GAIA was a two-legged thesis and one of them just materialized.  The company consisted of two parts, the brand business, yoga equipment and apparel — which the market surprisingly gave it very little credit foreven though it was carried in major national retailers, like Target — and the Yoga TV streaming app business with revenues growing at 50 to 80 percent a year.  While the company was planning to spin off the TV business, it decided to go in a different direction: to sell the brand business and to focus on the TV. The company announced a transaction to sell the brand and a small travel business for $180 million or $7.20 per share (at the time the stock price was around $6.50) and making a tender offer for approximately47 percent of the outstanding shares at $7.75 in June 2016.  The stock is currently trading at ~$7.75 and after the tender offer, some taxes and transaction costs, it should have approximately $5.25 per share in cash and a building they own in Colorado that’s worth approximately $1.75per share.  That should leave you with about $0.75 per share or $10 million for a TV business thatyou are essentially getting for free. So what are you getting for that $10 million? Right now, the company has 167,000 subscribers paying $10 a month ($120 per year)so a revenue run rate of $20 million. The natural rate of growth in this business is about 30 to 40 percent at which point the company would breakeven, but if you want to grow at more, you have to spend.  GAIA hasguided for 50percent growth for the rest of 2016 and 80 percent for the next three years so that should put it at 450,000 subscribers/$54 million in revenues in the next 18 months or 800,000 subscribers/$100 million in revenues by 2018. What do you pay for something like that? It’s a fantastic asset in a high-growth field that’s on all major platforms (Amazon, Apple TV, Roku, Chromecast) and has a nice global component to it.  Two ways to look at it: you can compare it to the Netflix’s of the world at 2x to 4x EV/Revenues or you can imagine that with 800,000 subscribers, it would be a valuable asset in the hands of a media company looking to grow.  In other words, we expect this asset to be worth anywhere from $7.00 to $15.00 per share in the next year or two, and today, you’re getting it for approximately $0.75 per share.  Also of note is that the company is led by JirkaRysavy who has a long history of creating value for his shareholders from founding and selling Corporate Express and Crystal Market/Wild Oats, to the most recent transaction of the brand business. After the tender offer, he’ll own close to half of the company, and we’re confident our investment is led by an experienced and well incentivized manager.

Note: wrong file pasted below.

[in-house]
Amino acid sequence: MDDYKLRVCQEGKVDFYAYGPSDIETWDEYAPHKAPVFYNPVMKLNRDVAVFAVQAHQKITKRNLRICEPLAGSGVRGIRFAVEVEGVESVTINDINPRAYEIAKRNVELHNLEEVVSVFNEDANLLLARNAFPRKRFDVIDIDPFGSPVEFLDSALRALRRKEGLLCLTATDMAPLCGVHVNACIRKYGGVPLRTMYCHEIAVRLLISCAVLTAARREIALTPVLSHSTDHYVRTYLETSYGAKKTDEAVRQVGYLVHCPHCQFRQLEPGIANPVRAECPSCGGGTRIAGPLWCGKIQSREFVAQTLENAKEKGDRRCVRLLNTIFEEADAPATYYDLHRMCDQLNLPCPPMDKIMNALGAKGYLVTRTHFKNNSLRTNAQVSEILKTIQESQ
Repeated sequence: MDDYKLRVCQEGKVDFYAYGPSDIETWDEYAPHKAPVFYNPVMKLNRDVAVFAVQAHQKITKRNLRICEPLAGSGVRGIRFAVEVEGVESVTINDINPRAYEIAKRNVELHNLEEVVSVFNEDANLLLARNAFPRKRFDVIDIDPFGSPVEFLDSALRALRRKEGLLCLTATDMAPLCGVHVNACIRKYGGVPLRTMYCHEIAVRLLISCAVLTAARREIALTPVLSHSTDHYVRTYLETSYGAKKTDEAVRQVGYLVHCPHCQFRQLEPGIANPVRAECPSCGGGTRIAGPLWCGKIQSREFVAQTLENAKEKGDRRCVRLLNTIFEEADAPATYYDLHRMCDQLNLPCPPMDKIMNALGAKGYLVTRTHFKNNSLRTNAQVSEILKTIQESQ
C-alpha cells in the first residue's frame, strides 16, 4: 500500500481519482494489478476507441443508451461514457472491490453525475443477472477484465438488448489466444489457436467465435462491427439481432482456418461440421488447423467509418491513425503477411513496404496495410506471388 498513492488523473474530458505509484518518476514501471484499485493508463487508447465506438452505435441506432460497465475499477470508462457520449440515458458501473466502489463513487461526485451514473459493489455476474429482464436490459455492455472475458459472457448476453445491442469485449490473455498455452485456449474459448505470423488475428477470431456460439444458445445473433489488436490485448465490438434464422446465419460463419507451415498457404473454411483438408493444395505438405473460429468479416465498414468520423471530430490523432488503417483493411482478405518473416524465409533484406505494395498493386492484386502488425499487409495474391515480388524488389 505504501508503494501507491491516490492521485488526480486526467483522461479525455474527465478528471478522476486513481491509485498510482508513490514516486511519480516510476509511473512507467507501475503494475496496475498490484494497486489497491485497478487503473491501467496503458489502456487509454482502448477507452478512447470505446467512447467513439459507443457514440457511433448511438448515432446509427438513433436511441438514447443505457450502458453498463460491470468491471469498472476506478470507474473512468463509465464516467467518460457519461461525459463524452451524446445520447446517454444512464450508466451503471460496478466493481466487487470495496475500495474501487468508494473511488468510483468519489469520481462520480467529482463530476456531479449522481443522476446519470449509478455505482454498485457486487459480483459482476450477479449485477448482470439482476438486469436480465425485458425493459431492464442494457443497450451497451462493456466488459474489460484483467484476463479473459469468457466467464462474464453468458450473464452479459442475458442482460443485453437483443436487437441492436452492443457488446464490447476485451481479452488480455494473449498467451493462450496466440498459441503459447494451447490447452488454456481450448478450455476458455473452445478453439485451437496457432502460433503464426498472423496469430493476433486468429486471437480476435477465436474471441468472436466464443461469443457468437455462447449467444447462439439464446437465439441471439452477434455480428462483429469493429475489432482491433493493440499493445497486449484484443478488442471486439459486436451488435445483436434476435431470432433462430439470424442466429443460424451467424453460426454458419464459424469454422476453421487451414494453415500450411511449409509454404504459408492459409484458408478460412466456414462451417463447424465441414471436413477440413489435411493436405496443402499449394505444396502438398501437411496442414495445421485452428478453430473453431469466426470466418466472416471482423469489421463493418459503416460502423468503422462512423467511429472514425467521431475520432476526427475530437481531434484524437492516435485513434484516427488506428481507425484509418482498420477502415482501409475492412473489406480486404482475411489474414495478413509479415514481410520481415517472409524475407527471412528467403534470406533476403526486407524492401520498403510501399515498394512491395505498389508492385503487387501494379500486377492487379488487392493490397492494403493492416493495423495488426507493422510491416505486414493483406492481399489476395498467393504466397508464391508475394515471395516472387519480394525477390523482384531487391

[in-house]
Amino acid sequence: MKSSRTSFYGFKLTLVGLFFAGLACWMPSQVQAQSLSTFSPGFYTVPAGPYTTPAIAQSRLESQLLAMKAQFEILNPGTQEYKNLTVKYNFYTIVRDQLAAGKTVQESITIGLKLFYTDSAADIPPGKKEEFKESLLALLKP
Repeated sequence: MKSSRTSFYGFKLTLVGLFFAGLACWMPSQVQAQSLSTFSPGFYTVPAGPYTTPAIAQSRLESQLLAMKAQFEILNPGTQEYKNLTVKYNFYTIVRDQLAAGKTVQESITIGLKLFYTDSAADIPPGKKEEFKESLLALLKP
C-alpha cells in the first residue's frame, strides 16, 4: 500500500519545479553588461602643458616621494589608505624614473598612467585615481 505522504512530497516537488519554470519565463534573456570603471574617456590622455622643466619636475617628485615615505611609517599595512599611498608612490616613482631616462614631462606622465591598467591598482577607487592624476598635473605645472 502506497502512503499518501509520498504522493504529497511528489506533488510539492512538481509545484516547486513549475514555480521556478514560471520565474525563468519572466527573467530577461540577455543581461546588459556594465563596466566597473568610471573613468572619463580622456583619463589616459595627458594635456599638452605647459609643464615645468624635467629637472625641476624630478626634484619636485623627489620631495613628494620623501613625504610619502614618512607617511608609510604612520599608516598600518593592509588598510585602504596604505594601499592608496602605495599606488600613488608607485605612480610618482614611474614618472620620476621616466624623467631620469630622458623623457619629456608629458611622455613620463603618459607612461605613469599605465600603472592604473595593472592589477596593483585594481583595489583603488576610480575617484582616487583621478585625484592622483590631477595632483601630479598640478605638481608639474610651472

Or next favorite name is VVI. The company has a long history of being a giant conglomerate in the 1980s and 1990s that owned companies like Dial, Moneygram and Greyhound.  Over the years, the company has shed the disparate businesses, led by a strong board and a management compensation plan tied to ROIC.  What’s left today are two excellent businesses: Events & Marketing (E&M) and Travel & Recreation (T&R).  E&M is the market leader in a global oligopoly of putting on major live events like Penton Exhibition, European Society of Cardiology Congress or Microsoft and Mary Kay corporate events. The company has been growing same-show revenues well ahead of the industry at high single digits and has bolstered its portfolio with excellent high-margin acquisitions in audio/video and travel management services.  The quirk with this segment is that it has a lot of events on biannual rotations, creating an appearance of lumpy and occasionally negative growth revenuesthatI think scares off a lot of investors. The other business is an excellent operator of lodge, attraction and tour assets around North America’s national parks like Banff, Jasper, Denali and Glacier.  The attraction assets like the Glacier Skywalk in Jasper National Park or the Banff Gondola are high-margin/ROIC assets thatare very synergetic with the hospitality assets. Together these two segments are growing EBITDA at 40 percent in 2016 (18 percenttwo-year CAGR when considering show rotation) while trading below 6x EBITDA and at 12 percent recurring Free Cash Flow yield with below 1.0x EBITDA in Net Debt, which we feel creates a strong margin of safety for the investor. We believe the businesses are worth more apart, especially with the option to spin off the lodging assets into a REIT, at close to $65 per share or more than 100 percent from today’s levels and over the long term, closer to $90-$100 per share.  The management has indicated they would like for the T&R segment to get bigger before they consider spinning it off, but with two excellent recent acquisitions of tour and lodging assets in Alaska that increase EBITDA by 30 percent and pushing close to $50 million next year, we believe we are getting increasingly close to this goal. We’re looking forward to the June 2016 Analyst Day to hear more progress on this value creator.